(Detailed impressions of this concert from the performance on 3-13 here.)
This time around I was sitting in the middle of the orchestra section, about 1/3 to 1/2 of the way back from the stage. The sound was distinctly different here. I could hear the harpsichord, for one thing. In addition, aside from everything in general being a little louder, I could hear all the individual brass and woodwind parts with much more clarity. The solo oboe was particularly impressive – both in the first mezzo solo and in the bass aria towards the end of the Credo.
In addition, the balance of the vocal soloists was better from this position. Last time it occurred to me to wonder if I had not somehow trained my brain to fasten on to the sound of Dorothea Röschmann’s voice in such a way as to filter out other people’s whether I wanted to or not, but I have since concluded that 1) I am not sure this is even possible and 2) it’s the concert hall, stupid.
I heard much more of von Otter in the first soprano/mezzo duet, and of Davislim in the soprano/tenor duet. Von Otter’s “Agnus dei” was if possible even more hauntingly beautiful than last time. Röschmann was her usual expressive self – during her second duet with von Otter we were treated at one point to the same kind of high pitch / high volume sound that the NYT in another context described as a “trumpet blown from a windswept promontory.” I am not sure that I love the trumpet blown from the windswept promontory – indeed, as far as the category of “all singing-related sounds produced by Dorothea Röschmann” is concerned I will go so far as to say I can normally do without the trumpet blown from the windswept promontory – but given the beauty of all the other sounds, I can certainly live with it. Who else can make a mass feel as intimate and subtle as an art song?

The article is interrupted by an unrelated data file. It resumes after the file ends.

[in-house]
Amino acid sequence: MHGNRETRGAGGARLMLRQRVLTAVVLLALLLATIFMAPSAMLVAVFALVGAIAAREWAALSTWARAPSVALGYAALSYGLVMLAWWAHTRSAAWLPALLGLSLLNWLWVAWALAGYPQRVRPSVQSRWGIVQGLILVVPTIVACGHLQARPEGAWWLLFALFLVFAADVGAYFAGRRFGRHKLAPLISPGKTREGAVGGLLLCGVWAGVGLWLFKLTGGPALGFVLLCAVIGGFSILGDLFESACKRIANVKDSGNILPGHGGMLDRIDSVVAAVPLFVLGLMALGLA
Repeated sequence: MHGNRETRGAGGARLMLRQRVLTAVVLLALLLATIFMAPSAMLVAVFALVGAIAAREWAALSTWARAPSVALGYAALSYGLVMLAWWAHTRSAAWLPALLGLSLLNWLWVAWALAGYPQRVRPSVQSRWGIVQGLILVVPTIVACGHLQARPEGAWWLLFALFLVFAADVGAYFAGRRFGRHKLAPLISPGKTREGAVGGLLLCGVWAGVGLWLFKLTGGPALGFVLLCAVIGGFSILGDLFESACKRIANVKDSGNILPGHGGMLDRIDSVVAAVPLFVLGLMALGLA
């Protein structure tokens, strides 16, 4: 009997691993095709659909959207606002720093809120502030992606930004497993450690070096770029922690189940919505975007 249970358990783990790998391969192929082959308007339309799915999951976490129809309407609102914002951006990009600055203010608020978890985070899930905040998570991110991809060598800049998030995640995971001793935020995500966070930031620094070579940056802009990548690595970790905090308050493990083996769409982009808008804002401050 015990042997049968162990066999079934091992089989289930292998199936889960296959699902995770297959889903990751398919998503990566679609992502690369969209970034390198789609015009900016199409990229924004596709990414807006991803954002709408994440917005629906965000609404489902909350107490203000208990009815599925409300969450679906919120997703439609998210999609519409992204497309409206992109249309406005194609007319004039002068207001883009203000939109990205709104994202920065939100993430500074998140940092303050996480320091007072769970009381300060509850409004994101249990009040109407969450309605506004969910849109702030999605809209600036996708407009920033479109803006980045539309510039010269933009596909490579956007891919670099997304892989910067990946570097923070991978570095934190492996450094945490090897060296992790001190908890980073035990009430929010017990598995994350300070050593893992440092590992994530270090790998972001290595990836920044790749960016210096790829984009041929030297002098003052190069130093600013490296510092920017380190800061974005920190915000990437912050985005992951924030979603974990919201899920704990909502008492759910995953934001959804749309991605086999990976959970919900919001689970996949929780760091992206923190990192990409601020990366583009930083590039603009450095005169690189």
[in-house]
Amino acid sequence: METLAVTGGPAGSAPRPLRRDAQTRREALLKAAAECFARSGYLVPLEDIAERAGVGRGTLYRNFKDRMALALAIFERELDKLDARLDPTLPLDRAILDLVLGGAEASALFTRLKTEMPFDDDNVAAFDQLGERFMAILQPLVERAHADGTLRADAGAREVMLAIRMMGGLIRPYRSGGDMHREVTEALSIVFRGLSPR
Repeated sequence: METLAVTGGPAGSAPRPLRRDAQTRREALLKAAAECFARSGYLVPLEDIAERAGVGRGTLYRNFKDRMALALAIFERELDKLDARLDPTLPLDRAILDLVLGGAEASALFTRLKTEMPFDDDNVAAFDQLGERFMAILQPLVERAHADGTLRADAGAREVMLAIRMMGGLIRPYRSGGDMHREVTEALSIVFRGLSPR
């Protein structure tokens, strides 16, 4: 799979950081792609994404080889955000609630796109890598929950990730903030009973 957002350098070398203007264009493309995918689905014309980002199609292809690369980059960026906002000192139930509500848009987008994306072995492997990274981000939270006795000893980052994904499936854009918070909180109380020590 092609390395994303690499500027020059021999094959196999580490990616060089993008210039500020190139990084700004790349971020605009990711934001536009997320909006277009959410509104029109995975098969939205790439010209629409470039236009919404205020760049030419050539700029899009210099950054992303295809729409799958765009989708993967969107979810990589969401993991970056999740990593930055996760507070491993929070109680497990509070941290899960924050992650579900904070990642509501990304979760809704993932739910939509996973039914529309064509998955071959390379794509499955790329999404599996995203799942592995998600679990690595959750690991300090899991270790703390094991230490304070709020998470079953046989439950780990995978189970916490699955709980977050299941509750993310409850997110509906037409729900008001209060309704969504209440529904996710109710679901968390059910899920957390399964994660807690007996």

Finally, a sartorial note. I overheard two people behind me discussing Anne Sofie von Otter’s dress, which was very pretty – bright blue with silvery patterns on it. The people I overheard noted that the matching wrap was attached to the back of the dress, so that she could stroll across the stage looking like she had a small cape flowing behind her, without having to mess about with it or worry about keeping it in place, and then when sitting she had something to keep warm with. This strikes me as an excellent design for clothing. Stylish and practical. (DR was looking very classy in clingy black lace; the dudes were wearing dude clothes. Men’s clothing these days: never colorful or swishy enough. And lest you roll your eyes, I am not alone on this point: I have had at least one straight man, after a few beers, tell me he wishes men could dress more like they did in the 1500s.)